Video content calls the shots now. 2021 is the year when every Tom, Dick, and Harry gets ready to create videos for business purposes. And they are right. Many people prefer communicating via images and emotions, not words. Brands and content makers understand that which is why they invest lots of time and money in video marketing.
But how do you ensure that your videos stand out from the crowd and make your audience want more? How do you make people like and - more importantly - remember your videos in the pandemonium of YouTubers and advertisers competing for subscribers, attention, and sales?
The answer is to master video storytelling. A story is the only way to make people want to listen to you. Stories affect the human brain, building a personal connection and triggering an emotional response from your audience. So how do you create videos that tell a story everyone remembers? Take these three steps:
People have been telling stories since the beginning of time. Think of pictures on cave walls or verbal stories from the Old and New Testament: They've survived centuries, and we still re-tell them. Modern storytelling in books, movies, and online content tend to all have the same features:
It's a classic narrative structure known as a hero's journey and one that you can employ in your video content. Alternative storytelling techniques also work - your objective is to create a â€˜wow' response and make your audience remember and re-tell your content.
A good example of a classic narrative is Harry Potter. Harry is a boy living in the ordinary world who experiences a call to adventure, meets a mentor, faces challenges and enemies, and finally gets a reward.
A good example of alternative storytelling is Game of Thrones. The â€˜wow' factor of Ned Stark's unexpected death in the first season influenced the destiny of the entire series. Without this twist in the plot, Game of Thrones would be a much more predictable story about the Starks and their adventures. It would have been a classic hero's journey like Harry Potter.
So, include all the core elements of a story in your videos to influence your audience's perception and response. Appeal to basic instincts and emotions (fear, empathy, and surprise) to make your videos memorable.
Nike nailed these video storytelling techniques in this commercial - Steps. This story isn't about selling sports shoes. They don't even mention their brand in the audio. The story is about people who want to change their lives for the better, dealing with their doubts and fears on their way. It's a hero's journey designed to create an emotional response and to resonate with Nike's audience. It's the power of video storytelling in its simplest form.
Video storytelling is about images, not words. Given that 85% of social media videos (on Facebook in particular) are watched on mobile devices with no sound, it's crucial to master the visual elements of your stories. This is where the "show, don't tell" principle works best, especially if you create 7-seconds Vine or 15-seconds Instagram Stories with no time for blah-blah-blah. There's no need to go far to find great examples of â€˜show, don't tell' content:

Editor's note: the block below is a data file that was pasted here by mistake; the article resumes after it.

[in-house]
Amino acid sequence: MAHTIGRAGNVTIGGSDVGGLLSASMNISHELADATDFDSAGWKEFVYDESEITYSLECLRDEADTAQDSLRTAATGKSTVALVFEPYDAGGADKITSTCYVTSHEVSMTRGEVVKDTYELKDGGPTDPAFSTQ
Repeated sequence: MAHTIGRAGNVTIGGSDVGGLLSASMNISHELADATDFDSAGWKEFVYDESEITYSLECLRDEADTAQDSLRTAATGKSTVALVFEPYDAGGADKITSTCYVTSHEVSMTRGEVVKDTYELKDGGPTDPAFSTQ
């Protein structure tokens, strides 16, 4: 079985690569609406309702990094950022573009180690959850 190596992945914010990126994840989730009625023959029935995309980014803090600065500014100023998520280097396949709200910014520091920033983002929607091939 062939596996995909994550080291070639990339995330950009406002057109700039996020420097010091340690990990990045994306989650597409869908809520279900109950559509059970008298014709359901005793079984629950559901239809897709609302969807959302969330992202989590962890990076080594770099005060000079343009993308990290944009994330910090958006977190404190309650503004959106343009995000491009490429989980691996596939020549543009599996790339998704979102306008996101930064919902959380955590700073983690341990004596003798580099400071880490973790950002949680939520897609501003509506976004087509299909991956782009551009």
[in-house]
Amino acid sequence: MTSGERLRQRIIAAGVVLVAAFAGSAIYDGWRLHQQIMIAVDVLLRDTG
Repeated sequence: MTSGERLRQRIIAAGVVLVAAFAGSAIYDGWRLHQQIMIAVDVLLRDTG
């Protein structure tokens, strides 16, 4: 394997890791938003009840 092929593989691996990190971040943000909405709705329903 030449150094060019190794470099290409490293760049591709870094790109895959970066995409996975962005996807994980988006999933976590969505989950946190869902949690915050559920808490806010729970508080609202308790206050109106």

This is much easier to do using video than text storytelling, but you get the idea. Here are some tools to help you:
You've heard of colour theory, right? Choosing the right colours to make your videos more appealing, creates a mood, and communicates a clear message to the audience. Choosing the wrong colours make videos confusing and hard to understand; this can convey a false narrative and negatively influence your brand. That's why brands turn to colour psychology to differentiate themselves from their competitors. Well-chosen colours help reflect a brand's identity and message. In movies, colour sets a tone even if the actors don't say a word. It influences mood and helps frame the audience's attitude towards a scene. So it's important to pay attention to the use of colour and filters in your videos.
A conflict should be present in every video. It happens when a protagonist (not necessarily a person) needs something (not necessarily an object) and must overcome challenges and fight for it. Take this widely-shared video from Volvo. Why did this go viral? Jean-Claude Van Damme? Maybe. The colours and the right music have been carefully chosen to communicate the mood and boost audience engagement. Was that it?
No. The main reason this went viral was that it contains a conflict. When we realise that Van Damme is precariously suspended between two trucks we want to watch it to the end. It's dangerous and we want to know what happens. It was a conflict, and it sparked our interest.
Given that our attention span is short and our brain is bombarded with tons of information every second, you need to create videos that make it immediately clear to the audience where to focus. To do this, use a structure that makes life easy for your viewers:
When people watch YouTube or social media videos, 99% don't know what they want to find there. They just want to relax and watch something interesting or engaging. However "something interesting" is quite an abstract idea. We see tons of video content online but the videos that we remember are the ones that trigger an emotional response. These emotions drive our perception and decision-making.
What can help you hook the audience?
Engage, add the element of surprise, consider metaphors and creative endings but remember: your audience will like and respond to your work only if they emotionally connect with your story.
Everyone has a story. When sharing yours through video, remember to use the storytelling basics, engage your audience emotionally, and include elements of surprise. Do this and you'll appeal to audiences of all ages.
by Lesley Vos | 27 Sep 23
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